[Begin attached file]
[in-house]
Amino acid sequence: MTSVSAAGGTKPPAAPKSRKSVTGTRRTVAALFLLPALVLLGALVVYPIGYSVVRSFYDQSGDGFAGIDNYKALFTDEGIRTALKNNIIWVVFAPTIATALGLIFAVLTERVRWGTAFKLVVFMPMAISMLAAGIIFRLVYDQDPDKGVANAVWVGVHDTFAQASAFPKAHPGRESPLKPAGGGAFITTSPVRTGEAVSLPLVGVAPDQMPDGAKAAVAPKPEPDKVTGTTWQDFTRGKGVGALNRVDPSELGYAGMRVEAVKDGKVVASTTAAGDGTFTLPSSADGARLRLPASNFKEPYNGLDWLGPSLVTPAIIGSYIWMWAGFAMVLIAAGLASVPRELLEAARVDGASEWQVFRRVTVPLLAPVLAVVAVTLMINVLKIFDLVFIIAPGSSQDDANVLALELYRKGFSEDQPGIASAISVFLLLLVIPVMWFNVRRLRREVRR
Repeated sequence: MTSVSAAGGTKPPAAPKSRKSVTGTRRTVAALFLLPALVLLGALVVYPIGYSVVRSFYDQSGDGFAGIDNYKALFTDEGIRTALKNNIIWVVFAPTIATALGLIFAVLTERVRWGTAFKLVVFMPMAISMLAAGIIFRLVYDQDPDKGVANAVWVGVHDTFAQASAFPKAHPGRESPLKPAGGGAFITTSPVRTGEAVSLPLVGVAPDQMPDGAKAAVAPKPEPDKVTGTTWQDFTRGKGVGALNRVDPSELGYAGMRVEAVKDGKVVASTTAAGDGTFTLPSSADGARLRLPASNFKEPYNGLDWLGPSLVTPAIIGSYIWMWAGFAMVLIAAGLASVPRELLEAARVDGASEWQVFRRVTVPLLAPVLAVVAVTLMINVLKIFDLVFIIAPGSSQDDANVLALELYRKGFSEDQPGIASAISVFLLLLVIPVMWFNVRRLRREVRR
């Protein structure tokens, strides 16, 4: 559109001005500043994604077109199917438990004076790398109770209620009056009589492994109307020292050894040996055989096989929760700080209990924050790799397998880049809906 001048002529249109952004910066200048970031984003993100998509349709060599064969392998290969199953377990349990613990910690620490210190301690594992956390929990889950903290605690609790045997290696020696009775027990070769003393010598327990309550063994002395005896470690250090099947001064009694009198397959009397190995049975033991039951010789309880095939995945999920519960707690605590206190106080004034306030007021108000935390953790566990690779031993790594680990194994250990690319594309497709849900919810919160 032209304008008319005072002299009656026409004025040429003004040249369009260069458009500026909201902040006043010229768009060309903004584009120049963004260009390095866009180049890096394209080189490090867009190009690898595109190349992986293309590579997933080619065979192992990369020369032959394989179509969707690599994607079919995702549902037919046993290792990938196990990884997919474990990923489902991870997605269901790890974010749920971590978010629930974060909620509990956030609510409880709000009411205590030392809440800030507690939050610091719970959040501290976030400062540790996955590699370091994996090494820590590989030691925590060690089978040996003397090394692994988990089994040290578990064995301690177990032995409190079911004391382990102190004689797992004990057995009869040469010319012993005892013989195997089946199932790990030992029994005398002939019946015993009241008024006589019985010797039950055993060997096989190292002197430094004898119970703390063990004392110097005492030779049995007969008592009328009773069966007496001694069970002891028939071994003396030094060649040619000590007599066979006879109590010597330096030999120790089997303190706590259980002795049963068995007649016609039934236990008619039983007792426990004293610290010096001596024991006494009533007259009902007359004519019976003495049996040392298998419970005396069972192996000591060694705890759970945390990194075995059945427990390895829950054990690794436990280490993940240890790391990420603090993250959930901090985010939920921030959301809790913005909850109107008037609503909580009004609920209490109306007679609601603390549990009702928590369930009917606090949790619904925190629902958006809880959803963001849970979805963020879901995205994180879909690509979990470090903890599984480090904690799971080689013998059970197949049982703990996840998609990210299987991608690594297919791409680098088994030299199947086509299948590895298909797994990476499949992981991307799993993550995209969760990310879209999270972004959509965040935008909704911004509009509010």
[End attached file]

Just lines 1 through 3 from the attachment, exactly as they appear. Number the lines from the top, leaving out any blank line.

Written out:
[in-house]
Amino acid sequence: MTSVSAAGGTKPPAAPKSRKSVTGTRRTVAALFLLPALVLLGALVVYPIGYSVVRSFYDQSGDGFAGIDNYKALFTDEGIRTALKNNIIWVVFAPTIATALGLIFAVLTERVRWGTAFKLVVFMPMAISMLAAGIIFRLVYDQDPDKGVANAVWVGVHDTFAQASAFPKAHPGRESPLKPAGGGAFITTSPVRTGEAVSLPLVGVAPDQMPDGAKAAVAPKPEPDKVTGTTWQDFTRGKGVGALNRVDPSELGYAGMRVEAVKDGKVVASTTAAGDGTFTLPSSADGARLRLPASNFKEPYNGLDWLGPSLVTPAIIGSYIWMWAGFAMVLIAAGLASVPRELLEAARVDGASEWQVFRRVTVPLLAPVLAVVAVTLMINVLKIFDLVFIIAPGSSQDDANVLALELYRKGFSEDQPGIASAISVFLLLLVIPVMWFNVRRLRREVRR
Repeated sequence: MTSVSAAGGTKPPAAPKSRKSVTGTRRTVAALFLLPALVLLGALVVYPIGYSVVRSFYDQSGDGFAGIDNYKALFTDEGIRTALKNNIIWVVFAPTIATALGLIFAVLTERVRWGTAFKLVVFMPMAISMLAAGIIFRLVYDQDPDKGVANAVWVGVHDTFAQASAFPKAHPGRESPLKPAGGGAFITTSPVRTGEAVSLPLVGVAPDQMPDGAKAAVAPKPEPDKVTGTTWQDFTRGKGVGALNRVDPSELGYAGMRVEAVKDGKVVASTTAAGDGTFTLPSSADGARLRLPASNFKEPYNGLDWLGPSLVTPAIIGSYIWMWAGFAMVLIAAGLASVPRELLEAARVDGASEWQVFRRVTVPLLAPVLAVVAVTLMINVLKIFDLVFIIAPGSSQDDANVLALELYRKGFSEDQPGIASAISVFLLLLVIPVMWFNVRRLRREVRR